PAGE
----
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When to use ordered categorical regression?

Alex Andorra writes:

I was re-reading section 15.5 (multinomial models) of Regression and Other Stories, and this portion page 275 made me curious:

Examples of ordered categorical outcomes include Democrat, Independent, Republican;

Is this a typo, or can these categories really be considered as ordered in a multinomial model?

If this is indeed a typo, I’m happy to file an issue on the GitHub repo.

If not, what would be the expected strengths and weaknesses of imposing an ordered constraint on this model? (you can guess that I’m trying to understand whether it would be interesting in the French context)

I replied that, yes, the three groups are ordered. In France you could arrange the parties from left to right.

Alex responded:

Strange as it may seem, I always understood “ordered” as “ranked”, which is why I didn’t understand the ordering by parties. But if one can order parties from left to right instead of highest to lowest rank, that makes total sense! And I’m guessing this is more interesting than the unordered categorical because it adds more prior knowledge to the model?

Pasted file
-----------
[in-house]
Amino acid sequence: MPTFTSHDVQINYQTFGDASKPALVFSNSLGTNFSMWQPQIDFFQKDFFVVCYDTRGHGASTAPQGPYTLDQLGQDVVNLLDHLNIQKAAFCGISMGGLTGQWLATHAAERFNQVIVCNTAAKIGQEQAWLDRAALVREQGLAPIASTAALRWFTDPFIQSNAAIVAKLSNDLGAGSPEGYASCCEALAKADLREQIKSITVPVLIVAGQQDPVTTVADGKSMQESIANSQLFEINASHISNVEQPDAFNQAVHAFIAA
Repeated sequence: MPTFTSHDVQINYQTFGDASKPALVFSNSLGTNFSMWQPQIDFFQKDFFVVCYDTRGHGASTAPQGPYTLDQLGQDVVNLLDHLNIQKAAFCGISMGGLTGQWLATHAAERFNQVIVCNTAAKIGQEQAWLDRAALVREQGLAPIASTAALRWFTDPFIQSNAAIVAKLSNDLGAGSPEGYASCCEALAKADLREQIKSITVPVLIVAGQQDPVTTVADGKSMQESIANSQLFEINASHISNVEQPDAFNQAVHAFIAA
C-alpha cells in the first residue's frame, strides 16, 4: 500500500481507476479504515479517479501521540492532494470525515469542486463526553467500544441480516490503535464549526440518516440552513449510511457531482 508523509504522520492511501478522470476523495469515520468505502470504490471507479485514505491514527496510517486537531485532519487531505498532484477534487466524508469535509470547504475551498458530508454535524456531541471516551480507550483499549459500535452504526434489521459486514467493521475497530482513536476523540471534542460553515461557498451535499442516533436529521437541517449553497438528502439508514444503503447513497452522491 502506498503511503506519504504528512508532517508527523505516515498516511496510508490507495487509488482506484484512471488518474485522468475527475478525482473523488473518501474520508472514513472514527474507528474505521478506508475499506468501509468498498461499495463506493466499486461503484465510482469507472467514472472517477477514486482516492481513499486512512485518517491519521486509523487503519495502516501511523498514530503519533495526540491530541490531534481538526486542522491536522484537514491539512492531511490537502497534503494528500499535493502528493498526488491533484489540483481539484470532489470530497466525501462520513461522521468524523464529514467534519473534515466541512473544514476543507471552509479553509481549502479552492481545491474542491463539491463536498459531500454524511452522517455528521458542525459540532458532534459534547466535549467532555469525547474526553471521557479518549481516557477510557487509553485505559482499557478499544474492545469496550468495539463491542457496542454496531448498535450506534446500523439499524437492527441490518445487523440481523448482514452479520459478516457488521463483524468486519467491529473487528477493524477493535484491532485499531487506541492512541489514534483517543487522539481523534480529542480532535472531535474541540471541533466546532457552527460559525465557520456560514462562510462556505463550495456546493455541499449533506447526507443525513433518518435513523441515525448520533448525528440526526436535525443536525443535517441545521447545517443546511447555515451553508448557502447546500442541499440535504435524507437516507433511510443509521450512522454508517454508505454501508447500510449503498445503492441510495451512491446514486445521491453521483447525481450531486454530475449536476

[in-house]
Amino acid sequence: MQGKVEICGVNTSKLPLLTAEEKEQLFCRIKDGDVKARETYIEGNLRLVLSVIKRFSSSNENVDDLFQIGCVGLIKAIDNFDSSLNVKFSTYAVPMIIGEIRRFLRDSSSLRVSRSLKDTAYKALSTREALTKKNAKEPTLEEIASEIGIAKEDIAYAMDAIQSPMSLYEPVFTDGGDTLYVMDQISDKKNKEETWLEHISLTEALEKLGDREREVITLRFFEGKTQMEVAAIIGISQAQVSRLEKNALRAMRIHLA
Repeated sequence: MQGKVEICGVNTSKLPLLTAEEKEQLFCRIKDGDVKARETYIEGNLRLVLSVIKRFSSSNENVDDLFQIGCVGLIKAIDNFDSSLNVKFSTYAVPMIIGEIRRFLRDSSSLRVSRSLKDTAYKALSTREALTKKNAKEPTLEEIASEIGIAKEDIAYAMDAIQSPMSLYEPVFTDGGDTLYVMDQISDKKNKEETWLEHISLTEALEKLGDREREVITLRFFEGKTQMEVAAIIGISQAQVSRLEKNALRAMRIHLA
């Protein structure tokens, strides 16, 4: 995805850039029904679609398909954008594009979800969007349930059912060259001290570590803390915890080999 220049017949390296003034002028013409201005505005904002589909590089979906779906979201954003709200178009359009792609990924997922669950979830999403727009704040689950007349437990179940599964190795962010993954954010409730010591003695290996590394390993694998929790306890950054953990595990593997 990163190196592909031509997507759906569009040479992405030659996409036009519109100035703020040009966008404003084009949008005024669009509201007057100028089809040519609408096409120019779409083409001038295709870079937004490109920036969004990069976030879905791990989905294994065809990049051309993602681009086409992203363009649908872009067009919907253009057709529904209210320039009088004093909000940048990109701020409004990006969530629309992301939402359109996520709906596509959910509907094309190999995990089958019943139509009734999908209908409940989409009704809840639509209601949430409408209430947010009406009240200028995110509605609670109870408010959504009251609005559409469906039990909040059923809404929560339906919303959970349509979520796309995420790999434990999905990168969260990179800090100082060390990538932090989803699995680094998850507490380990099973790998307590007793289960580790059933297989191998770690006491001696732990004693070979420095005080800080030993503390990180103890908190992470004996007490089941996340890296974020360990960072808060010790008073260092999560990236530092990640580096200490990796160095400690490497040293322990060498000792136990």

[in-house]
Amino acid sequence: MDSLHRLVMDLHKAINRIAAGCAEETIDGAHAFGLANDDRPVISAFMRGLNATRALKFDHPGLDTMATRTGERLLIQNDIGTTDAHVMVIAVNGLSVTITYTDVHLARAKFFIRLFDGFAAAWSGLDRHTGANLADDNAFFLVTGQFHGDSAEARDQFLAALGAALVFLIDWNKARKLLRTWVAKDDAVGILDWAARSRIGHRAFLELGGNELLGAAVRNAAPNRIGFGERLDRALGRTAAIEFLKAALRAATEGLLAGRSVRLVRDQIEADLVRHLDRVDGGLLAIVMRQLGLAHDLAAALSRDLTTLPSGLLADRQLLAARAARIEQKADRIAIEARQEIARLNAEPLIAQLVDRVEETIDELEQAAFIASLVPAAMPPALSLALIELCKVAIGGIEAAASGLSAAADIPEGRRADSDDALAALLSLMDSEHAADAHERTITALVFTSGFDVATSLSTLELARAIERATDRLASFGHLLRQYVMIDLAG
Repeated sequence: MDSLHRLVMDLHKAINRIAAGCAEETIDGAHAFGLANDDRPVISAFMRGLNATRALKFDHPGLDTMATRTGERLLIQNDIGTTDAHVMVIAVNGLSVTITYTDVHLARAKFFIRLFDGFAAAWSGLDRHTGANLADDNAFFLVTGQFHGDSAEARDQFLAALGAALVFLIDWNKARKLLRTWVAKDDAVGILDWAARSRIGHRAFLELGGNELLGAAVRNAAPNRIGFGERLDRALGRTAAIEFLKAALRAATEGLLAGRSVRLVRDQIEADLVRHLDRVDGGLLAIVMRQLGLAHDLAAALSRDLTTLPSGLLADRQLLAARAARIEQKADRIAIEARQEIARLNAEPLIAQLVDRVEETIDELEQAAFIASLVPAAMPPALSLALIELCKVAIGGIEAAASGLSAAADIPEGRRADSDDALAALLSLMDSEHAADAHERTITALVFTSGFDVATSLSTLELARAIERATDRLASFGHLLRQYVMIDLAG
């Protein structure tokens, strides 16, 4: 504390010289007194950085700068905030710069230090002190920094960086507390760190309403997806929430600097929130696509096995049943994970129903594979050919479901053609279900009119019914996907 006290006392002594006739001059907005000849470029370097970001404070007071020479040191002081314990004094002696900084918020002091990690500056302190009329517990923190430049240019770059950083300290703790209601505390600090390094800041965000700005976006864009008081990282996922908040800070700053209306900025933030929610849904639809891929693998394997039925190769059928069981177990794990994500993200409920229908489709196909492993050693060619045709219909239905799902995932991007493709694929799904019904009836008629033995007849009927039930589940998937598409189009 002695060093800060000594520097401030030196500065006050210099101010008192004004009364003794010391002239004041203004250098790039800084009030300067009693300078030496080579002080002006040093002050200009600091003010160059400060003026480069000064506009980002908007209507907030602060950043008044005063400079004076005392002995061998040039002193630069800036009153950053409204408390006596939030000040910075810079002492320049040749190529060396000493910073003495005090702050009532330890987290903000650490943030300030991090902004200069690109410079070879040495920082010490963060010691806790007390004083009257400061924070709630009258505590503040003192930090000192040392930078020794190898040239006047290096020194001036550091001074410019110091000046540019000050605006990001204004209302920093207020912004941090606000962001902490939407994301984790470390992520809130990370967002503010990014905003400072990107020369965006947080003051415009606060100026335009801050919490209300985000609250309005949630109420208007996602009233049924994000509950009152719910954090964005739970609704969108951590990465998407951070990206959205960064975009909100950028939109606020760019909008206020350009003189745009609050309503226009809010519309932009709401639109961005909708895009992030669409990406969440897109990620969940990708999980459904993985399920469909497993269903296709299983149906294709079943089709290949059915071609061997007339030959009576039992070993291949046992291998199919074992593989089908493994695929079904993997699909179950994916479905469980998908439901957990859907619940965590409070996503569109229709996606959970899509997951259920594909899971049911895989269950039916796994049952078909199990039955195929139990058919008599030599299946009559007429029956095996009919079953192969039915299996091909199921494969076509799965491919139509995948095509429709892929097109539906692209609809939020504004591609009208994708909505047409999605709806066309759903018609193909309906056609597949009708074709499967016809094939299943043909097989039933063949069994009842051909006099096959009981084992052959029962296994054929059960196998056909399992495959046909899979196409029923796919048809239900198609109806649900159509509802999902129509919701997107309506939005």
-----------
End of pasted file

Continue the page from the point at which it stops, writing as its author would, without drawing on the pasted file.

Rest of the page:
Setting it up as ordered makes the model simpler and reduces the number of parameters. It’s also a strong assumption, and with enough data you can always do better. It depends on your goals. You can also start with the ordered model and then examine patterns in residuals to see if more modeling would help.

To go even simpler, I’ll often recommend simply coding an ordered variable numerically (for example, -1, 0, 1 for Dem, Ind, and Rep) and then modeling linearly. This is often just fine and gives coefficients that are easy to interpret. Again, it depends on your goals.

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